Why Are Masters Champions Presented With a Green Jacket?

And when did the tradition of the Green Jacket begin?

Tiger Woods and Phil Mickelson in Green Jackets after the 2006 Masters
2006 Masters winner Phil Mickelson (right) newly attired in the Green Jacket, with 2005 winner Tiger Woods. Andrew Redington/Getty Images

Each year, the winner of The Masters is presented with the famous "Green Jacket." Slipping on the green jacket is the golden moment for many winners of the tournament. But how did a green jacket come to be such a big deal? What is the story behind the venerated Green Jacket?

Origins of the Masters Green Jacket

Let's face it: If you saw someone walking around in public in a shamrock green jacket, you might wonder if that person was fashion-challenged.

But the Green Jacket presented to the Masters champion is one beautiful piece of outerwear.

The tradition of the Green Jacket at Augusta National Golf Club dates to 1937. That year, members of the club wore green jackets during the tournament so that fans in attendance could easily recognize them if a fan needed to ask questions.

One of the inspirations for the idea was provided by a dinner that Augusta National co-founder Bobby Jones attended at Royal Liverpool. The English links club's captains were adorned in red jackets during that dinner, to stand out.

Augusta National co-founder and club chairman Clifford Roberts embraced the idea of an identifying piece of clothing for club members - something that would make it easy for non-members (and tournament attendees) to recognize an Augusta member.

According to the tournament's official website, Masters.com:

"Jackets were purchased from the Brooks Uniform Company, New York City ... Members were not initially enthusiastic about wearing the warm, green coat. Within several years, a lightweight, made-to-order Jacket was available from the Club's Golf Shop. ... The single breasted, single vent Jacket's color is 'Masters Green' and is adorned with an Augusta National Golf Club logo on the left chest pocket. The logo also appears on the brass buttons."

Presenting the Green Jacket to the Masters Winners

Soon after its public debut in 1937, the Green Jacket became the symbol of membership in the ultra-exclusive Augusta National Golf Club.

And winners of the Masters Tournament began, themselves, receiving green jackets at the 1949 Masters. The winners all become members of the Champions Club at Augusta.

From 1937 through 1948, only Augusta National members wore the green jackets; from 1949 onward, the tournament winner also got one.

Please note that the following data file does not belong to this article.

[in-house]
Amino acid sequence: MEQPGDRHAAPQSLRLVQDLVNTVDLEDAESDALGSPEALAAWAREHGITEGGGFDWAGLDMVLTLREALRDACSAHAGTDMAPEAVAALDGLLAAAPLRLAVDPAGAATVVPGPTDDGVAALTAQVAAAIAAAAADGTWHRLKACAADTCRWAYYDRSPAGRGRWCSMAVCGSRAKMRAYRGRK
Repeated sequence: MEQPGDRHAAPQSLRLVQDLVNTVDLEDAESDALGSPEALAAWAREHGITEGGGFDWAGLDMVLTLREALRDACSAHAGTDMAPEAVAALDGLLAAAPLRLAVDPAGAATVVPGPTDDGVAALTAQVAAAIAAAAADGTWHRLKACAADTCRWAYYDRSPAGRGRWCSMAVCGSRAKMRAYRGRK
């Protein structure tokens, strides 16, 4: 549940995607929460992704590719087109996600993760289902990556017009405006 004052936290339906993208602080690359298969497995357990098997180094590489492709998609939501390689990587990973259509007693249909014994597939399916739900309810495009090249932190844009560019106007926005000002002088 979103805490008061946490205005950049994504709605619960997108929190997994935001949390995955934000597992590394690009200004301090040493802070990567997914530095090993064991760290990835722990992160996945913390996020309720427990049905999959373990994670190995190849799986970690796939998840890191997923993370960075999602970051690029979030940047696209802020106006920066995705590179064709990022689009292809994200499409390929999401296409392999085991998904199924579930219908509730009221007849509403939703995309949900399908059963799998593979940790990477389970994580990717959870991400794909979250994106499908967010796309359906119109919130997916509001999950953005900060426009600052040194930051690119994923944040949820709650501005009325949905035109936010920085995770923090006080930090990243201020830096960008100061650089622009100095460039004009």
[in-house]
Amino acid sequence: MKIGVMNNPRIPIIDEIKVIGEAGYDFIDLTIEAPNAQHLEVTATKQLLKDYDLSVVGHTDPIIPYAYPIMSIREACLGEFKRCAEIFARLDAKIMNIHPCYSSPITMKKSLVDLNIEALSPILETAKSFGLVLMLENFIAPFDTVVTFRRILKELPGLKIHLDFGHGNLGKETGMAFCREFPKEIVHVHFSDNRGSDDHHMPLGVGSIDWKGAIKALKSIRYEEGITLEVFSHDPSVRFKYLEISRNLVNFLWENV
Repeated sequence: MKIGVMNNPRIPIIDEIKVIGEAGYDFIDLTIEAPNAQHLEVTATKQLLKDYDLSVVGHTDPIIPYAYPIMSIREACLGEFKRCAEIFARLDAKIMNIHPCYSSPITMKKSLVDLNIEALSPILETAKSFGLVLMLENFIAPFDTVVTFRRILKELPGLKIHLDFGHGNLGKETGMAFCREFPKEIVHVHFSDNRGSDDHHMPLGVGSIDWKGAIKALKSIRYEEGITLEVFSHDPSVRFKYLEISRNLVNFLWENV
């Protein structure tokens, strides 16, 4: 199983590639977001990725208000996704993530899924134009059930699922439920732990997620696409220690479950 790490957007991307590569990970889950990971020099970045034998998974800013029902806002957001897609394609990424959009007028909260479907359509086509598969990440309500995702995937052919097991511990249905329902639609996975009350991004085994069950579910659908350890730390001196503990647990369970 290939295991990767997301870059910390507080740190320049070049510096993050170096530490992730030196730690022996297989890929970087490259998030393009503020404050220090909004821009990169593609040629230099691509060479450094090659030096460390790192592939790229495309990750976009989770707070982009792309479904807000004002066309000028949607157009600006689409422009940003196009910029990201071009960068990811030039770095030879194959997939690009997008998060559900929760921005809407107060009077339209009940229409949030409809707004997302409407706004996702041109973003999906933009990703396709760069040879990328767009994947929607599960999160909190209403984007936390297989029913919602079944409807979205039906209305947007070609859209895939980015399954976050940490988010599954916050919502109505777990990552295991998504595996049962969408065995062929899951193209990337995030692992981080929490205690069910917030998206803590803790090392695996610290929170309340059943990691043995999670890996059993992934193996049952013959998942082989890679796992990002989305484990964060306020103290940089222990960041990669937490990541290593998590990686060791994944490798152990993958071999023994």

By the way, in those early years it was just as common to hear Masters players and Augusta members refer to the garment as the "green blazer" or "green coat," as it was for them to use "green jacket."

Who Was the First Masters Champ Presented with the Green Jacket?

You already know the jacket was first presented to the Masters winner following the 1949 tournament. And the winner that year was Sam Snead. At that time, the club also had jackets made for each of the previous winners of the Masters. 

Does the Masters Winner Get to Keep the Jacket?

The short answer: The Green Jacket stays with the new winner for one year. When they return to Augusta National the following year for the next Masters, they return the jacket. But each winner can have his own version of the jacket made to keep at home. For more, see:

Last Year's Champ Puts the Green Jacket on the New Winner

Following the completion of each Masters Tournament, the Green Jacket ceremony is held, where the new champion is presented with the green jacket. That jacket is one that tournament officials have retrieved from the locker room, guesstimating what will fit best the new winner.

Later, the champ is measured and a jacket custom made for him.

As for who puts the jacket on the new winner at the post-tournament ceremony: The previous year's champ slips the Green Jacket onto the new winner.

Ah, but what if a golfer wins back-to-back Masters? He can't present himself with the jacket the second time around. In that case, the Augusta National Golf Club chairman has the duty of slipping the jacket onto the winner.

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